Review

East of the Sun

by Julia Gregson

EAST OF THE SUN is a historical novel set in the era of Gandhi,
during a time of growing civil unrest toward British imperialism in
India. Peaceful demonstration by Gandhi against the unjust
treatment of his people sparked a human rights movement and
resulted in a continuing British military presence there.

By 1928, when this story begins, Gandhi had already been
imprisoned once by the British government after Indians began
resorting to violence. The great cultural differences between the
cultivated British and impoverished Indians in addition to an
increasingly unstable political climate created a tenuous situation
for many of the British who lived there. Nevertheless, a dominant
British society persisted there until 1947, when India finally
gained independence. Marriages were forged and children born,
either to be shipped off to England away from their parents or
raised in a dangerous country with real potential for harm or death
by violence and disease. Such is the state of affairs for the story
told here. 

In the fall of 1928, the Kaisar-i-Hind sets sail to
India with its cultured British passengers. Rose Wetherby is a
19-year-old woman who is newly engaged to Jack Chandler, a British
cavalry officer stationed in India. Traveling with her is her best
friend and bridesmaid, Victoria Sowerby (Tory), who plans on an
extended stay in hopes of making a match for herself. Both young
women are prepared to settle in India permanently upon tying the
knot. Their guide is Viva Holloway, a novice writer who hopes for a
new start and to have the chance at reconciling a painful childhood
where she lost her entire family. Guy Glover, another of Viva's
charges for the trip, is a 16-year-old boy with significant
emotional problems who was shipped off by his parents as a form of
abandonment. 

EAST OF THE SUN tells the stories of each of these people as
they travel to India and make the choices that will determine the
course of their lives. All of them face difficult situations that
largely arise from their decision to settle there. And while each
character has great depth and interest, the most compelling is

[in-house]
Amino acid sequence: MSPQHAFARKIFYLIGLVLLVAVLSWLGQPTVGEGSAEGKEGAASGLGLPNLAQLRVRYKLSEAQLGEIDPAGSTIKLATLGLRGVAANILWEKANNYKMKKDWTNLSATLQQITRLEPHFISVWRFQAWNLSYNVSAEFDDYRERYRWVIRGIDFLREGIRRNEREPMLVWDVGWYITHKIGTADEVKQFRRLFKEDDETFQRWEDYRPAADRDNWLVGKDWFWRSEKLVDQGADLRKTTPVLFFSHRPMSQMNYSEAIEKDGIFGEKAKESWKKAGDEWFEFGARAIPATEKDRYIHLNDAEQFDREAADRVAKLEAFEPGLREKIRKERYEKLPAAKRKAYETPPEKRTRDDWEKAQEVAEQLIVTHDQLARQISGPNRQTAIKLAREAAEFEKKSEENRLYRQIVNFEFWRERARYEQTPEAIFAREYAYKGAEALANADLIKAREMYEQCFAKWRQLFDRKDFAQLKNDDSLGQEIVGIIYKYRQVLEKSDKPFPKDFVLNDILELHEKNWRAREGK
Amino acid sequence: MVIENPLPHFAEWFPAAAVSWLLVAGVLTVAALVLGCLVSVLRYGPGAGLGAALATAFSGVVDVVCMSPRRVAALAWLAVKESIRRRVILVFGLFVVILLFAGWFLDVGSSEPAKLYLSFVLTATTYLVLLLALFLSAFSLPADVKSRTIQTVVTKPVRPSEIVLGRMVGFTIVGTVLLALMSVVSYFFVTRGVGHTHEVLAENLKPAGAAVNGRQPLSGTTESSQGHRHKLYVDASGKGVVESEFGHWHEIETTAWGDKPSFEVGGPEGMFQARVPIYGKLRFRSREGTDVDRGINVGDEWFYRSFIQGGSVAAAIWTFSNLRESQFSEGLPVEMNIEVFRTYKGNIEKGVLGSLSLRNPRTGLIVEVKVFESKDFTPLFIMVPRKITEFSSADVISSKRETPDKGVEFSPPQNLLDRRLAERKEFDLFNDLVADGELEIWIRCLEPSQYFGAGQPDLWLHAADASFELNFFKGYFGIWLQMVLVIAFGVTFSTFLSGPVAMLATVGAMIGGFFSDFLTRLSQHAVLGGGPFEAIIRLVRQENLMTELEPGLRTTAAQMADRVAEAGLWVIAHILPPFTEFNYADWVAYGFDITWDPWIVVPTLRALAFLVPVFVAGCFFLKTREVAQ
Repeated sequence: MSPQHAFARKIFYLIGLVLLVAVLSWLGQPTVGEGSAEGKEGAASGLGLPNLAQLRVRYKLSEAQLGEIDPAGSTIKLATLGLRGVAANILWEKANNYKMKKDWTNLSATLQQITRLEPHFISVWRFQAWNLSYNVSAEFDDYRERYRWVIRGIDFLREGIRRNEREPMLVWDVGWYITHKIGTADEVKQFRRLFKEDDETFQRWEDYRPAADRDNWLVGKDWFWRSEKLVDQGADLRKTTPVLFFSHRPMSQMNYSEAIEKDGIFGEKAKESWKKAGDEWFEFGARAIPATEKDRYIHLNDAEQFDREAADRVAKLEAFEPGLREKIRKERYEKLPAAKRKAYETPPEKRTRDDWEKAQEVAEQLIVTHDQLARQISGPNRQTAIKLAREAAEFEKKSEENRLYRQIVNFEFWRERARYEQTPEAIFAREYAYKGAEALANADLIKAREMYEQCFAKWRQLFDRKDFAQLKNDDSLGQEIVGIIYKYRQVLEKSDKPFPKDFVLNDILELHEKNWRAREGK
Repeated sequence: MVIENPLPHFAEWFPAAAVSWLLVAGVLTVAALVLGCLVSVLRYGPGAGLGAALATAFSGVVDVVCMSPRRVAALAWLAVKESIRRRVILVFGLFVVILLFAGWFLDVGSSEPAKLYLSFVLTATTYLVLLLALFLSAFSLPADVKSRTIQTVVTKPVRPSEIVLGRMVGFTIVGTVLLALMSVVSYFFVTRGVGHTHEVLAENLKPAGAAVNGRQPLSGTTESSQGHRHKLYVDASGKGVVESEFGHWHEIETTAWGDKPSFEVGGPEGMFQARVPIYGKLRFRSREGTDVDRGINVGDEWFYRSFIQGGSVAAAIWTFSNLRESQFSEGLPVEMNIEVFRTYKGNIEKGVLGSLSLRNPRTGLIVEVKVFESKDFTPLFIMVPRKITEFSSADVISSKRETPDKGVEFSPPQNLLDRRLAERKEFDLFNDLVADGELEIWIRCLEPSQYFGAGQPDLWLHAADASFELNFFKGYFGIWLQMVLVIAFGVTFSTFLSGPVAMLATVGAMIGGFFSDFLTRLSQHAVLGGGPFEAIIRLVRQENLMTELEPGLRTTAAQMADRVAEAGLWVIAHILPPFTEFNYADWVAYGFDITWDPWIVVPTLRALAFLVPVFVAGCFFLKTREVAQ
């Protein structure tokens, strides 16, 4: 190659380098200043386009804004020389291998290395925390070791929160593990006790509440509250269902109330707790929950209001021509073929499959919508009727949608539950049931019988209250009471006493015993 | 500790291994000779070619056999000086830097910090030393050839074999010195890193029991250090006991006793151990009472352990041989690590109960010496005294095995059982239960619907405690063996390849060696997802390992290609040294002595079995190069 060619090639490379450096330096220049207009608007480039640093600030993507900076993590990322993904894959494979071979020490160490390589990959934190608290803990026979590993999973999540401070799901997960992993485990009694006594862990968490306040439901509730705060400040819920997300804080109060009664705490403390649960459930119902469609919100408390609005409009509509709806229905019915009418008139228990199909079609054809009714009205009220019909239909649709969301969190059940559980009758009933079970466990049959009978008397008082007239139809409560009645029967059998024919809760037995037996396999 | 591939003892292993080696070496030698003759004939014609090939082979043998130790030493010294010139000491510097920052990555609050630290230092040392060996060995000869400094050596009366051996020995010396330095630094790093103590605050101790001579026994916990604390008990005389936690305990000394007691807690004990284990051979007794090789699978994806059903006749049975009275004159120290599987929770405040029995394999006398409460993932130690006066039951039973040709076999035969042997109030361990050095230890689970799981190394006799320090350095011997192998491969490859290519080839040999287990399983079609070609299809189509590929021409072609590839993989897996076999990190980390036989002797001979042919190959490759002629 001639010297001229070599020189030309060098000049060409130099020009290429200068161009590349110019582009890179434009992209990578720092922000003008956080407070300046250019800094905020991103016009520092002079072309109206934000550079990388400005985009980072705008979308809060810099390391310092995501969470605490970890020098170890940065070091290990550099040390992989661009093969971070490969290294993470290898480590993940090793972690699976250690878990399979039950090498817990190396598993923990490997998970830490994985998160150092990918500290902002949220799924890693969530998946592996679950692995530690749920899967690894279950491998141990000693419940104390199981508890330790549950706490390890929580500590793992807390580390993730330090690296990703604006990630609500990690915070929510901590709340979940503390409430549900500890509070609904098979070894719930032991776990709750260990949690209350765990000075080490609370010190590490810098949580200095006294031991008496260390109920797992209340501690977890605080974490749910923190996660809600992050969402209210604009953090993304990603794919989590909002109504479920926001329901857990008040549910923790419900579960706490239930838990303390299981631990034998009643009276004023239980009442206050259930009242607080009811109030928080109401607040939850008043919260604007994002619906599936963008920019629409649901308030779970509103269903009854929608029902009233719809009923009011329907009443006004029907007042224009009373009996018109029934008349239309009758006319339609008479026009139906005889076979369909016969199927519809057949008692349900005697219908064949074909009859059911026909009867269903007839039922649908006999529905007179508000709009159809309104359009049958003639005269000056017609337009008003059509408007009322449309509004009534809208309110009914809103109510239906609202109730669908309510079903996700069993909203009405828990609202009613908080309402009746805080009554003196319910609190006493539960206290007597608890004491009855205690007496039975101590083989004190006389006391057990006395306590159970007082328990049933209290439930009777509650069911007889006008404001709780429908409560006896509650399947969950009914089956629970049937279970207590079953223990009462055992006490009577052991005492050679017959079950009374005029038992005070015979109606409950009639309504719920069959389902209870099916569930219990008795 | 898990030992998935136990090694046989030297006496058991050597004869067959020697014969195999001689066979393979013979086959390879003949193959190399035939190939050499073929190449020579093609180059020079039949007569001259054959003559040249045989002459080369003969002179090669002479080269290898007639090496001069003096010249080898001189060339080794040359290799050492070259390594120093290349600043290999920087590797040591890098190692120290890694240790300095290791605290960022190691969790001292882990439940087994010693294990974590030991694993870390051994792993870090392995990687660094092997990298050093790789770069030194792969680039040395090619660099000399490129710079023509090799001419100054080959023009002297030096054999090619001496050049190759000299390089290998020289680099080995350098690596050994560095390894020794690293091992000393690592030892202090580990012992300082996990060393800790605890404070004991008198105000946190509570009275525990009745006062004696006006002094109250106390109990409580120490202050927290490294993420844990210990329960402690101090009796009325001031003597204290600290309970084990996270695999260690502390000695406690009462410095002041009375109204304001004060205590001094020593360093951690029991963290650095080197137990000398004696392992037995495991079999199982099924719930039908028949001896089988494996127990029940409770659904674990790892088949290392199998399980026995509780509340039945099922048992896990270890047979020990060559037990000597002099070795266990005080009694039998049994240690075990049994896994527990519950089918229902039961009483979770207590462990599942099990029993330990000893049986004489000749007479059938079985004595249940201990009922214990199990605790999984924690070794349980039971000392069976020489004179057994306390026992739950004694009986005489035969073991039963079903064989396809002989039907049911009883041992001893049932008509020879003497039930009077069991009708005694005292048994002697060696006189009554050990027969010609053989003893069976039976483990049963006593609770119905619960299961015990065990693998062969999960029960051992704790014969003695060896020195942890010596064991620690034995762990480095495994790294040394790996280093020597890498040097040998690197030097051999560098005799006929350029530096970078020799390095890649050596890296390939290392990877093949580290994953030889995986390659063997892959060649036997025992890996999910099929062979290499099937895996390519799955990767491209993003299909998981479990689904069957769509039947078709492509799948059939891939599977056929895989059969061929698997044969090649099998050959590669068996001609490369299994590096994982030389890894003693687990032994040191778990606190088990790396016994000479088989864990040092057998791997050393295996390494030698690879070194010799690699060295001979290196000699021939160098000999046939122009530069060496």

Viva, the young writer. She is one of those rare, proud working
women who is far ahead of the times, determined to support herself
rather than abandon hope or submit to an unhappy relationship. When
Viva arrives in India almost financially destitute, her search for
employment drives her to take a job at an orphanage near the slums,
in a facility run by a few British women who live apart from their
own society. It's here that the most significant moments in the
book take place, with Viva and the children she cares for.

The humanity of these rejected children shines through all the
hardships and abuse they have endured. Paradoxically, it's in this
place that both the cultured British society and the caste system
of India break down to become completely insignificant. Here, it
doesn't really matter where the children are from or whether they
are Hindu or Muslim. It's ironic when one considers that this
simple brand of immaterialism was exactly the concept Gandhi had
been trying to teach both his own people and the British government
who kept them in servitude. 

Author Julia Gregson is an exceptionally gifted writer. She has
such a sensitive and truthful style that you will immediately be
drawn into this book. It gives the reader a real sense of what was
going on in India at the time and of the great injustice forced
upon its people. It's also a beautiful story about self-discovery,
friendship, and finding the things that really matter in life.

Reviewed by Melanie Smith (melanies@daywesthealthcare.com) on January 21, 2011

East of the Sun
by Julia Gregson

  • Publication Date: June 2, 2009
  • Genres: Fiction, Historical Fiction
  • Paperback: 608 pages
  • Publisher: Touchstone
  • ISBN-10: 1439101124
  • ISBN-13: 9781439101124